There aren’t many sports where five league games can be played simultaneously at the same location. Softball is one of those sports, as long as you have access to such a venue.
It adds to the cool factor if said venue has lights.
Fortunately for the Greater Spokane League, one of those venues exists in Spokane – Merkel Sports Complex. This year, for the first time, the league took advantage of it.
On Tuesday, every slowpitch softball team from the GSL convened at Merkel for a series of rivalry games under the lights. Players, coaches, administrators and fans congregated as well to make it an exciting evening of competition and fellowship.
It might not have the stakes of a district or state tournament, but the excitement and enthusiasm rivaled that atmosphere.
University and Central Valley have played a traditional night game since 2011, the “Fall Ball Brawl,” with the schools renting portable lights and generators to illuminate the softball field. Mt. Spokane and Mead tried the idea last year at Merkel for their “Battle of the Bats” to great success.
So when a group of coaches approached slowpitch coordinator Grady Emmerson, the athletic director at Ridgeline, he said, “Well, let’s find a way to make this work.”
“I think the Fall Ball Brawl with CV and U-Hi was kind of the initial signature slowpitch event,” Mt. Spokane coach Carl Adams said. “And then Mead-Mt. Spokane came on board with the Battle of the Bats. We were just hoping everybody gets the chance to have something that’s special and a fun deal for the kids.”
Once Merkel was on board, all that was left was to pick a date and circle it on everyone’s calendar.
“We’re super excited for all the teams in Spokane that we get to move the spotlight over to our sport for one night up here at Merkel,” U-Hi coach Matt Connor said.
The Titans took things a step further and had special shirts made up in recognition of September being suicide prevention and awareness month.
“The girls did that on their own,” Connor said. “They were excited to make the game more than just a game tonight and to promote a good message they thought was valuable.”
Ferris coach Linda Bushinski has coached Ferris since the GSL brought fall slowpitch back in 2005.
“It’s absolutely awesome,” she said. “Just to have everybody together, get the girls to experience this field, the lights, everything. It’s just a cool event.”
Bushinski hopes the event puts a spotlight on the other rivalry games and helps promote the sport.
“I sure hope it does,” she said. “And I hope we continue to do this. I hope we do this for fastpitch in the spring as well.”
She said the entire program has been excited about it.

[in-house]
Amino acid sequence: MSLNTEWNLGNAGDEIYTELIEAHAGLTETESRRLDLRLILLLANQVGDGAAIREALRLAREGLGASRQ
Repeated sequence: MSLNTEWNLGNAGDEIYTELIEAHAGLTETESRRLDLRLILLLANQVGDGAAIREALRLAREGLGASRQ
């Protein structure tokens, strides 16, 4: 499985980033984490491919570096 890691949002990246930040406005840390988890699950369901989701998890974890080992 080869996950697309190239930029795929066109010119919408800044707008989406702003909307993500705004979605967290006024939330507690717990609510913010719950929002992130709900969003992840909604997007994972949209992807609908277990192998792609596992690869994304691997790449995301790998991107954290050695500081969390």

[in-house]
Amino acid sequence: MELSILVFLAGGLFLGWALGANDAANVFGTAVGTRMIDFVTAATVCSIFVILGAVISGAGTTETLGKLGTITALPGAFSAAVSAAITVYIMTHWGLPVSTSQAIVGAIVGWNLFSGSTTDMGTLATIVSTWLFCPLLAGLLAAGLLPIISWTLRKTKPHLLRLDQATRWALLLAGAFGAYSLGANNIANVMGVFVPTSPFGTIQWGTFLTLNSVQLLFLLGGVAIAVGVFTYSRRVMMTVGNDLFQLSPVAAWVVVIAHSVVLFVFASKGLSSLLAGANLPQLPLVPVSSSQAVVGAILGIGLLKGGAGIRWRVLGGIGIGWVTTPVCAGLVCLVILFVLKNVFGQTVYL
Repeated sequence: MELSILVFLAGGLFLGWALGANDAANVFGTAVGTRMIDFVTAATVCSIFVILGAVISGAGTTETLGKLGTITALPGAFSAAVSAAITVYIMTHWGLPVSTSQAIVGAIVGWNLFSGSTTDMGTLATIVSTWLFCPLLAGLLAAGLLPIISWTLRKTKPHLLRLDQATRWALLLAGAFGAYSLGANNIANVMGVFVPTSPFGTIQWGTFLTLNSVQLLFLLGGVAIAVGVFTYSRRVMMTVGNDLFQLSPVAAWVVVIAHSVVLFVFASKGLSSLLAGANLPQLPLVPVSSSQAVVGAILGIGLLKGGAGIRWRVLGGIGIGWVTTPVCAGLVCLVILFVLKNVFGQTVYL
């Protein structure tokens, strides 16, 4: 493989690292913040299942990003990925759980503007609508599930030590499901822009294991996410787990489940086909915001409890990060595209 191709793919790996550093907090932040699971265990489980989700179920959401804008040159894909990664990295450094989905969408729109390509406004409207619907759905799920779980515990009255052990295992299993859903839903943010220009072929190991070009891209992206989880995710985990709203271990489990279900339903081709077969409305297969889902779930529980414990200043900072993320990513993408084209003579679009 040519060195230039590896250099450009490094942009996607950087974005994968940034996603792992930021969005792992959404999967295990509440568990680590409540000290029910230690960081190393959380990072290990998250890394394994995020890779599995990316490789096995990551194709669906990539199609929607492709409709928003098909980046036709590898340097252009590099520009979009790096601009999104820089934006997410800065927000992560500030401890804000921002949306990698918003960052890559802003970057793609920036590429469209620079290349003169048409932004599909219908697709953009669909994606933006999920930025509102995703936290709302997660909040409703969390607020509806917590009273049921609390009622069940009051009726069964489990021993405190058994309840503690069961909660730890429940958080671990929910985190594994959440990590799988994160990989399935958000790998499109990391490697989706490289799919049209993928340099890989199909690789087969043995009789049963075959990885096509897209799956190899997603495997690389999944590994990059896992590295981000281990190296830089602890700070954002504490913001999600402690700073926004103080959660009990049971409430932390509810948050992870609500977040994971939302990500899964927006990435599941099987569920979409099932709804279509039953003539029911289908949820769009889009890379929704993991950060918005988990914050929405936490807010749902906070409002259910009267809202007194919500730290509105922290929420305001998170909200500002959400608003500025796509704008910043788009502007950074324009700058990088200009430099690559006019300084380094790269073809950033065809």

“The parents, the girls, the coaches, everybody.”
Bushinski couldn’t have imagined in 2005 this type of event for slowpitch, and she was thankful for the coaches and Emmerson who worked out all the details.
“Absolutely not,” she said. “Oh, no. I mean, it was just the five city schools. It was super mellow in the beginning and to have it grow to this, you know, it’s absolute amazing.”
Because there are 13 teams in the league and five fields available, there were two early games – Ridgeline took on East Valley while Shadle Park faced Cheney.
“It makes it feel like a big thing,” Ridgeline’s Charley Palm said. “It’s great to see other girls playing, great to see other coaches and have old coaches come to see you. So it’s a really great event.”
“I’ve never played under the lights, so it was fun,” Cheney senior Tavia Cailing said. “It was very exciting. It was very energetic, I think, with my team. We kept up the energy so it was fun to play.”
Shadle stuck around for a second game against rival North Central, while Ferris took on Lewis and Clark and Rogers played Gonzaga Prep – in addition to the Brawl and the Bats games.
“It’s absolutely kicked (the rivalry games) up a notch,” Mead coach Tiffany Casedy said. “I’m so happy that we can do this for the league. We know how fun it is to have these games at night – it’s just a different atmosphere. We’re really excited everyone in the GSL can experience it.”
“In the four years that I’ve been playing for North Central we haven’t had an opportunity like this so I’m super grateful,” NC senior Mia Sebesta said. “This is insane. I didn’t think that there would be this many people here nor did I think that there would be this many schools so this is crazy.”
“It’s awesome being able to play under the lights like this,” Lewis and Clark senior Ella Branson said. “It’s something that a lot of these girls have never been able to experience before. So I think that being able to do this, especially against our rivals, and in some of these girls’ senior season is a really special thing.”
The only drawback, Branson said, was not being able to walk around to see other games going on at the same time.
“All of these other high school teams, we all know these girls. We play these teams all the time. Just being able to look right across the way and see their their games as well, I think that that’s really special.”
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